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Pandemic pivot:                  Seat swap for Steve

January 17th, 2021Pandemic pivot: Seat swap for Steve

AS THE the events of the year 2020 played themselves out across the world, perhaps one of the most visual manifestations of its far-reaching effects was the sight of dozens of aircraft lined up at disused airports across the world. Grounded almost instantly as international and domestic travel ground to a halt when borders closed, it was certainly not a good time to be holding your life savings in airline company stock.

And if you were one of those hundreds of air crews normally at work flying the air routes of the world you would have been left with little more to do than twiddle your thumbs at home, wondering when the whole nightmare was going to end. One of those affected by this catastrophic shutdown was Fern Hill resident and Jetstar international pilot Steve Peirce.
Steve began his working career with an apprenticeship at the old Victorian State Electricity Commission as a linesman but soon decided to train as a pilot at Melbourne’s Moorabbin airport around 1985. By the 1990s he had worked in Saudi Arabia and in Australia’s top end doing charter flights and regular public transport routes from Darwin to Alice Springs and countless places in between.

Eventually he went to Sydney to work for a company called Impulse Airlines which, after being bought out by Qantas, soon evolved into Jetstar. He has remained with them ever since and by March 2020 was flying Boeing 787 Dreamliners out of Melbourne on international routes across Asia and the Pacific including Thailand, Vietnam, China, South Korea, Japan and Hawaii. But then suddenly, everything stopped.
“When COVID hit, like all my other colleagues, I was officially stood down. You’d imagine somebody with the nous of Alan Joyce (current CEO of Qantas, parent organisation of Jetstar ) was going to move quickly on these things and he did. We were all stood down within a matter of a week or so.”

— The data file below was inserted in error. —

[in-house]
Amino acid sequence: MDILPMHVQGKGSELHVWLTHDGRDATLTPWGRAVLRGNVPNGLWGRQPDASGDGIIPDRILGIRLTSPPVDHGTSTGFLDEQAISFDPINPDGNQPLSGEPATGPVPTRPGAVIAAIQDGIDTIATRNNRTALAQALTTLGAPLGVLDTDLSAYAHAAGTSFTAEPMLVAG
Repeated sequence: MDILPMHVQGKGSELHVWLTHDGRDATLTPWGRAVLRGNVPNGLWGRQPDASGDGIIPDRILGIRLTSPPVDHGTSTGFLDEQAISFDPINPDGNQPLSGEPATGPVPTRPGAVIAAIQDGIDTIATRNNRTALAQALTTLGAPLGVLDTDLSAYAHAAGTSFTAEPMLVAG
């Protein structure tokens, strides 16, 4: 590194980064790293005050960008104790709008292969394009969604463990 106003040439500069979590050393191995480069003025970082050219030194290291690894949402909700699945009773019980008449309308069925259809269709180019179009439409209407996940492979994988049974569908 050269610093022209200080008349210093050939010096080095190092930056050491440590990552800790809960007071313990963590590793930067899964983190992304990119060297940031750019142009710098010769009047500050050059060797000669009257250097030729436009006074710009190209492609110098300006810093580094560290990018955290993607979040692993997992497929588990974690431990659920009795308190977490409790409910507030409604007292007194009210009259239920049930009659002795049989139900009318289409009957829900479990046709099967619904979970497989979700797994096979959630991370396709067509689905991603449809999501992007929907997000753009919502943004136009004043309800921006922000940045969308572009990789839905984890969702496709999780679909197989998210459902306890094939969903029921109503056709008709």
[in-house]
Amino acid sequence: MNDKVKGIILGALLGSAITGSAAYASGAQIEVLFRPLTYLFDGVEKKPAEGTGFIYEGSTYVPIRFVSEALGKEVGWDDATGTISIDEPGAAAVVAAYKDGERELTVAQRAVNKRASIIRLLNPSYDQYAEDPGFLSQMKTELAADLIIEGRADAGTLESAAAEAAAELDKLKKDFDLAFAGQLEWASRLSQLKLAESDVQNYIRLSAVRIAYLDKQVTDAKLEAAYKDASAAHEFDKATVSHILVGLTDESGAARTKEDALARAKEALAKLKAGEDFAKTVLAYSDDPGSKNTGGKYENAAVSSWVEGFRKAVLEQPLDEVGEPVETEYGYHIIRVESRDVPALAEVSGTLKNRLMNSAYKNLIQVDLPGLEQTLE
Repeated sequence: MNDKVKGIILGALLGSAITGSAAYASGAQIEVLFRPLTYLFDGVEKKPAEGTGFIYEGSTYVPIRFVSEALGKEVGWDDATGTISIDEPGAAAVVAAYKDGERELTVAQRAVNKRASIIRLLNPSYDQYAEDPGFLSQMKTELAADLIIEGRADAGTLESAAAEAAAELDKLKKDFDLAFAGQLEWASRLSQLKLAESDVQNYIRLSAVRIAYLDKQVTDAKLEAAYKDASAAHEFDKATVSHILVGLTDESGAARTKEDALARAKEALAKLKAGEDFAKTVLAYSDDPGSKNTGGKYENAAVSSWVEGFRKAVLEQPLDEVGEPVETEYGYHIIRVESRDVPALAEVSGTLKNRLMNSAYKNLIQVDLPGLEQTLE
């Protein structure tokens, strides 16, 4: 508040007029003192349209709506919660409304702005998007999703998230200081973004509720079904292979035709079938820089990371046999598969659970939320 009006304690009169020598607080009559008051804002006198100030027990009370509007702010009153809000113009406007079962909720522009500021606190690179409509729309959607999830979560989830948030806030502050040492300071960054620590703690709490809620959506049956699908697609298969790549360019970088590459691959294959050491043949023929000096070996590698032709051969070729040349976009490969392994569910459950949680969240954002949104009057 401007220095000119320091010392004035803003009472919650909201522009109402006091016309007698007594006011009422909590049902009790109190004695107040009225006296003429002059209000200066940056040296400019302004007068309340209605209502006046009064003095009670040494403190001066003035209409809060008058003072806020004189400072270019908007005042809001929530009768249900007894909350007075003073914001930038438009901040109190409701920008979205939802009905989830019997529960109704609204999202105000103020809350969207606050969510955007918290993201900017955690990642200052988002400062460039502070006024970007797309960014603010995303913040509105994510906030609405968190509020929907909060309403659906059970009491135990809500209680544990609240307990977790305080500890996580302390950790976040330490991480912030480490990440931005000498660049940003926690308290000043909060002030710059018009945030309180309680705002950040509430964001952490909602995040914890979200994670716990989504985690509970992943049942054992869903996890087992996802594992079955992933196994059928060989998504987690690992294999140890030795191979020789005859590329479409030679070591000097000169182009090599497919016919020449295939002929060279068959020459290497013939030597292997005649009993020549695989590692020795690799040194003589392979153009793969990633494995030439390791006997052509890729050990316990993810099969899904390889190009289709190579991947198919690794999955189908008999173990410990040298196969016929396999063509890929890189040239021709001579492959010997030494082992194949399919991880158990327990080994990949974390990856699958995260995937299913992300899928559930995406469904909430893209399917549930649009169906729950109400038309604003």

Since Steve had been working at Jetstar for many years, the break was a means of using up his accumulated leave and he was quite happy to just sleep in and work around the house and in the garden.
But when it was clear the down time was going to drag on longer, Steve thought he’d better get out from under his partner Rose’s feet and find something to do. He approached his neighbour and good friend Steve Manifold, owner of waste disposal business Skip Hire Group based at Lauriston who was happy to give him a few hours a week driving his trucks which Steve continues to do currently.


“I enjoy driving the trucks, I’m seeing parts of the area I have never seen before, all those little towns and side roads. Getting out and about has raised my awareness of what we’ve got on our own back door.
“There are a lot of people who are taken aback when I say I’m a garbo and it’s not just me, I’ve got colleagues who are out there driving Coles delivery vans and stacking shelves at Woolies. But just because we are pilots it does not mean we are too good to do certain types of jobs. We will do whatever we have to, to make a living just like everyone else.”
While international air travel remains greatly truncated, there is clearly change just over the horizon. Just prior to Christmas Jetstar employees were made aware the company was going to “stand up” a selection of international crew and operate them on domestic routes.
In case people don’t realise, it is not a matter of just stepping back on the tractor for these highly specialised workers. Standing up crews is intended to ready them for their return to commercial flights and entails an array of preparatory tasks including ground courses, simulator training and training in the aircraft before resuming.
“They are planning to stand us up for the Easter peak,” Steve says. “Each crew will work one week on with several weeks off to rotate the flying around (sharing limited domestic routes). That will keep us all current and when international borders open up, we will be good to go.”

Above, captains photographed on the flight deck of a Boeing Dreamliner, from left to right, Peter Terrill, Anthony Hallebone, Kester Van Ass and Steve Peirce
Image: Contributed

Centre, Steve Peirce working the bins at Skip Hire Group
Image: Tony Sawrey

Words: Tony Sawrey



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